A demonstration in support of Catalan independence from Spain was held on 11 September to coincide with the National Day of Catalonia. With no agreement between the Catalan and Spanish governments over whether a proposed referendum on independence should be held in November, we asked four of EUROPP’s contributors to give their views.

Francesc Trillas: Catalonia should find a better way than a secession referendum to decide about its future constitutional status

Catalonia should find a better way than a secession referendum to decide about its future constitutional status, in a world of overlapping and shared sovereignties where the nation-state is becoming obsolete. If and only if, over an extended period of time, a very large and stable majority shows an unambiguous support for a detailed “independent” constitutional project within a clear international framework, then some democratic procedure accepted by all relevant actors should be established to peacefully negotiate and finally take a final decision about it. These conditions clearly do not apply today.

Most internationally recognised legal scholars and political scientists believe that the right to secede should be restricted to extreme cases. Accordingly, secession referendums are the exception in developed democratic countries, especially in the context of the European Union and the Eurozone, which are in a complex process of increasing political integration and redistribution of sovereignty.

There are three commitment problems, well-known to social scientists, associated to the unrestricted use of a referendum of independence in federal systems:

1) Federal governments should not be too powerful, and focus on the creation of the legal and regulatory frameworks for markets to operate efficiently (including a strong currency and clear borders), and commit both not to expropriate prívate investments and not to interfere with federal units, according to the theory of market preserving federalism due to Barry Weingast and his co-authors.

2) Potential majorities or elites in federal units should commit not to cheat opportunistically on the specific investments made by large minorities assuming the permanence of some federal institutions: educational degrees, retirement benefits for federal civil servants, language skills, factor mobility, currency…

3) The governments of federal units should commit not to use their resources to promote the partition of the federal state. Otherwise potentially federal states will be reluctant in the future to decentralise in contexts where it would be desirable to do so. When federal units are relatively rich, there should be a mutual commitment for the units to fairly, boundedly and transparently contribute to the common resources and for the federation to preserve self-government and the participation of the federal units in shared decision-making.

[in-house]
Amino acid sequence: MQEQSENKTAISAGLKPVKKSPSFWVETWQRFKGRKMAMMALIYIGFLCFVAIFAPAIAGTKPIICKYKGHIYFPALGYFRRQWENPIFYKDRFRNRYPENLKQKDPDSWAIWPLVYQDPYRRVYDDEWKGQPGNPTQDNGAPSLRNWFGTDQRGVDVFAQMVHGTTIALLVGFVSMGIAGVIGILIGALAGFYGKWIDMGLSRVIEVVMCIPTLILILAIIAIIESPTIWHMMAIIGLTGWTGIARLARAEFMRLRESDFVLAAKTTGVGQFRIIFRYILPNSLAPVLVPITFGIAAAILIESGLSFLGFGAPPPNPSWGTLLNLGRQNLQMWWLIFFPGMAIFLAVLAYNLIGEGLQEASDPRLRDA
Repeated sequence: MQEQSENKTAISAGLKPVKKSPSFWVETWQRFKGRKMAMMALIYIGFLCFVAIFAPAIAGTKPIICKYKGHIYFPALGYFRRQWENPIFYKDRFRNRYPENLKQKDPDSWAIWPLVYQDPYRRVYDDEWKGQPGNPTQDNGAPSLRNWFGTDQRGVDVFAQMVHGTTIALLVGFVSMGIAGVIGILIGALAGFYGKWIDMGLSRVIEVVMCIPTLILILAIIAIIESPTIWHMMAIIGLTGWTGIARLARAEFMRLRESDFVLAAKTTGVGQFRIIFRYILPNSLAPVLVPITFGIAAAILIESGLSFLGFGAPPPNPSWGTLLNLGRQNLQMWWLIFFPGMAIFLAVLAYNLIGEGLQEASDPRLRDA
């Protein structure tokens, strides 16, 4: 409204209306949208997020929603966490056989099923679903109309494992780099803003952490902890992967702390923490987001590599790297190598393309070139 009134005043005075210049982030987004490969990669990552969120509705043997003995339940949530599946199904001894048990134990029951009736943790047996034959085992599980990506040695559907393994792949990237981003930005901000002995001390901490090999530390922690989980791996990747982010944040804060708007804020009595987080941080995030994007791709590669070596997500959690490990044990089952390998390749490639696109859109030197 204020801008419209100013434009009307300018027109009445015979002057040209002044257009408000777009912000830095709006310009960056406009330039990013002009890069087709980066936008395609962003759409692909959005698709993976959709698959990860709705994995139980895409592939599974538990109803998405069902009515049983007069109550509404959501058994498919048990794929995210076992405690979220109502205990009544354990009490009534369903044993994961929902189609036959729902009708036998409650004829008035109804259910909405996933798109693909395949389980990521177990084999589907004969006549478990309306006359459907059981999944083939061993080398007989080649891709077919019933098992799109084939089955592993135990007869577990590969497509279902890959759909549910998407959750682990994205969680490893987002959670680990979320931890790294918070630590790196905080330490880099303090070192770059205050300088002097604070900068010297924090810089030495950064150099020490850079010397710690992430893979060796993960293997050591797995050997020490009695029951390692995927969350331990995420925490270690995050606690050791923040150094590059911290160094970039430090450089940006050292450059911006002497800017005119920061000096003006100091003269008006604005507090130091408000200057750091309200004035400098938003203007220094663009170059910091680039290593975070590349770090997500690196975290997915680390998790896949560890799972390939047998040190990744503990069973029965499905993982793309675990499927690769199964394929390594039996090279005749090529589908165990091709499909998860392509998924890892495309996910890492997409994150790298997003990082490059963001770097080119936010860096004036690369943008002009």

Unless these commitments are respected, societies may fail to build the stable federal systems that are necessary in our increasingly integrated economies. To preserve commitments, democratic societies build institutions that constrain the unrestricted use of majority rule. That is why we have constitutions, international treaties and courts of justice. To the extent that, as I believe, it is desirable that both Spain and the EU become better federations, the use of a unilateral independence referendum as a decision mechanism would jeopardise this objective. It would also trigger internal and external cascade effects that would make it impossible to focus the energies on a more integrated and democratic Europe.

Spanish and Catalan leaders should instead build on our common values to submit to the final decision of the electorate an agreement on a shared institutional architecture that can be legal and stable in the European context, and give satisfaction to historical grievances.

Francesc TrillasAutonomous University of Barcelona (UAB)
Francesc Trillas is Senior Lecturer in the Department of Applied Economics at the Autonomous University of Barcelona, and Associate Researcher at the Public-Private Sector Research Centre at IESE and at the Institut d’Economia de Barcelona.

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Montserrat Guibernau: Why should Catalans be ‘different’ from the Scots? Are they second-rate citizens?

According to an opinion poll by Metroscopia published by the newspaper ‘El País’ on 20 July, if 70 per cent of Catalans were to vote, support for secession would rise to over 50 per cent; the percentage of people prepared to back independence has risen 3 points since May 2014. Younger generations feel a strong sense of entitlement to decide upon their future and regard the negative of the Spanish State to allow a binding referendum on Catalan self-determination as diminishing. Why should Catalans be ‘different’ from the Scots? Are they second-rate citizens?

This brings to the fore awareness of the different political cultures and historical background of EU member-states and signals the need to reconcile contrasting views of democracy coexisting in the EU. To a point, it highlights diversity within the EU; it also reveals uneven perspectives from which democracy and civil rights are interpreted and applied by different member-states.

During the transition to democracy, and after almost forty years of dictatorship, Catalan majority nationalism defended the idea that the ‘one nation, one state’ theory was not an indispensable condition for a nation to attain its full development. Consequently, it endorsed devolution within Spain and rejected secession. However, this position has changed dramatically since 2000. At present a strong grassroots secessionist movement – which defines itself as pro-European and democratic – is demanding the right of the Catalan people to hold a binding referendum on whether Catalonia should become independent or not. So far, this is strictly forbidden by the Spanish State.

Catalans invoke democracy and the right to decide upon their collective future. In response, the Spanish State appeals to Articles 2 and 8 of the Spanish Constitution which state, respectively, that ‘the Constitution is based upon the indissoluble unity of the Spanish nation common and indivisible patria of all Spaniards’, and that ‘the Army’s mission is to guarantee the sovereignty and independence of Spain, to defend its territorial integrity and the constitutional set up’.